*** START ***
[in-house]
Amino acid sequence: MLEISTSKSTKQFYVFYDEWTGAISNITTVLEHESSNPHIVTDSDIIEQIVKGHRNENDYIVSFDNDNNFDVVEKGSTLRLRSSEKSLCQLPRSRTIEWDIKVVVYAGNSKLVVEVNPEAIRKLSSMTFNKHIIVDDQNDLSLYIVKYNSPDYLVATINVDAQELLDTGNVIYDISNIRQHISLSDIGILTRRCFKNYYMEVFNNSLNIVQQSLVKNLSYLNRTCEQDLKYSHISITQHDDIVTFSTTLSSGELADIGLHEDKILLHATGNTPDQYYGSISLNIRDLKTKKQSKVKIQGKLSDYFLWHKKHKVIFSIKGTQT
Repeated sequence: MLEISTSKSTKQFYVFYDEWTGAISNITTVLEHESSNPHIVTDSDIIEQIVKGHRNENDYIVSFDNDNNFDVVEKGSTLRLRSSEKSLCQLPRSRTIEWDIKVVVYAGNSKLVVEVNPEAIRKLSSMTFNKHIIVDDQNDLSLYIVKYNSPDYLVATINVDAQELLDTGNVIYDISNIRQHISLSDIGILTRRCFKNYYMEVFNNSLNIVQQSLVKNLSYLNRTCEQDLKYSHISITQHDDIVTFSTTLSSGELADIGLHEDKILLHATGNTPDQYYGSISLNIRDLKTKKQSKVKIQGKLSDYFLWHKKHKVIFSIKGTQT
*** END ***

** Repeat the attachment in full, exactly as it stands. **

[in-house]
Amino acid sequence: MLEISTSKSTKQFYVFYDEWTGAISNITTVLEHESSNPHIVTDSDIIEQIVKGHRNENDYIVSFDNDNNFDVVEKGSTLRLRSSEKSLCQLPRSRTIEWDIKVVVYAGNSKLVVEVNPEAIRKLSSMTFNKHIIVDDQNDLSLYIVKYNSPDYLVATINVDAQELLDTGNVIYDISNIRQHISLSDIGILTRRCFKNYYMEVFNNSLNIVQQSLVKNLSYLNRTCEQDLKYSHISITQHDDIVTFSTTLSSGELADIGLHEDKILLHATGNTPDQYYGSISLNIRDLKTKKQSKVKIQGKLSDYFLWHKKHKVIFSIKGTQT
Repeated sequence: MLEISTSKSTKQFYVFYDEWTGAISNITTVLEHESSNPHIVTDSDIIEQIVKGHRNENDYIVSFDNDNNFDVVEKGSTLRLRSSEKSLCQLPRSRTIEWDIKVVVYAGNSKLVVEVNPEAIRKLSSMTFNKHIIVDDQNDLSLYIVKYNSPDYLVATINVDAQELLDTGNVIYDISNIRQHISLSDIGILTRRCFKNYYMEVFNNSLNIVQQSLVKNLSYLNRTCEQDLKYSHISITQHDDIVTFSTTLSSGELADIGLHEDKILLHATGNTPDQYYGSISLNIRDLKTKKQSKVKIQGKLSDYFLWHKKHKVIFSIKGTQT